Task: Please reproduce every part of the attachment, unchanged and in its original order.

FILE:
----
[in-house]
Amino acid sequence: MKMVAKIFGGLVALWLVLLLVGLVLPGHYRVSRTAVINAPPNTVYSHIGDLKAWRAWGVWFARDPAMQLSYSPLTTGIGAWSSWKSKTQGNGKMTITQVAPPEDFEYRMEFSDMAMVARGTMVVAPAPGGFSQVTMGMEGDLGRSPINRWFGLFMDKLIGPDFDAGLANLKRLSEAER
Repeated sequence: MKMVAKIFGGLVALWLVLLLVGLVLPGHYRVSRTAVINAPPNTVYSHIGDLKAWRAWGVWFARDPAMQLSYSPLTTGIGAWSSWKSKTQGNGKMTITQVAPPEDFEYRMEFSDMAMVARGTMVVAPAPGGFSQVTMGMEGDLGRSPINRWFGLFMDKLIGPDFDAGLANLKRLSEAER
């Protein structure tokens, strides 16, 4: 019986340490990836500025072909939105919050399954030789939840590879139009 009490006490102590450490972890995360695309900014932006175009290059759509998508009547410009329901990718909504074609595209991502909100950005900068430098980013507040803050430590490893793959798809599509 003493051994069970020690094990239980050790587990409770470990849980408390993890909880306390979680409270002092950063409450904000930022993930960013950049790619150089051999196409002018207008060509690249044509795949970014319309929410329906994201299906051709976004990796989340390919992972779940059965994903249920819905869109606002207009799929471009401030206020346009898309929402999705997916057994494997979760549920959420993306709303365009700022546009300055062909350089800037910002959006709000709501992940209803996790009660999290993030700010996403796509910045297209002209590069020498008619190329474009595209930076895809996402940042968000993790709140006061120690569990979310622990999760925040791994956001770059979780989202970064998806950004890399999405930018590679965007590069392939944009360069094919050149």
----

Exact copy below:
[in-house]
Amino acid sequence: MKMVAKIFGGLVALWLVLLLVGLVLPGHYRVSRTAVINAPPNTVYSHIGDLKAWRAWGVWFARDPAMQLSYSPLTTGIGAWSSWKSKTQGNGKMTITQVAPPEDFEYRMEFSDMAMVARGTMVVAPAPGGFSQVTMGMEGDLGRSPINRWFGLFMDKLIGPDFDAGLANLKRLSEAER
Repeated sequence: MKMVAKIFGGLVALWLVLLLVGLVLPGHYRVSRTAVINAPPNTVYSHIGDLKAWRAWGVWFARDPAMQLSYSPLTTGIGAWSSWKSKTQGNGKMTITQVAPPEDFEYRMEFSDMAMVARGTMVVAPAPGGFSQVTMGMEGDLGRSPINRWFGLFMDKLIGPDFDAGLANLKRLSEAER
């Protein structure tokens, strides 16, 4: 019986340490990836500025072909939105919050399954030789939840590879139009 009490006490102590450490972890995360695309900014932006175009290059759509998508009547410009329901990718909504074609595209991502909100950005900068430098980013507040803050430590490893793959798809599509 003493051994069970020690094990239980050790587990409770470990849980408390993890909880306390979680409270002092950063409450904000930022993930960013950049790619150089051999196409002018207008060509690249044509795949970014319309929410329906994201299906051709976004990796989340390919992972779940059965994903249920819905869109606002207009799929471009401030206020346009898309929402999705997916057994494997979760549920959420993306709303365009700022546009300055062909350089800037910002959006709000709501992940209803996790009660999290993030700010996403796509910045297209002209590069020498008619190329474009595209930076895809996402940042968000993790709140006061120690569990979310622990999760925040791994956001770059979780989202970064998806950004890399999405930018590679965007590069392939944009360069094919050149």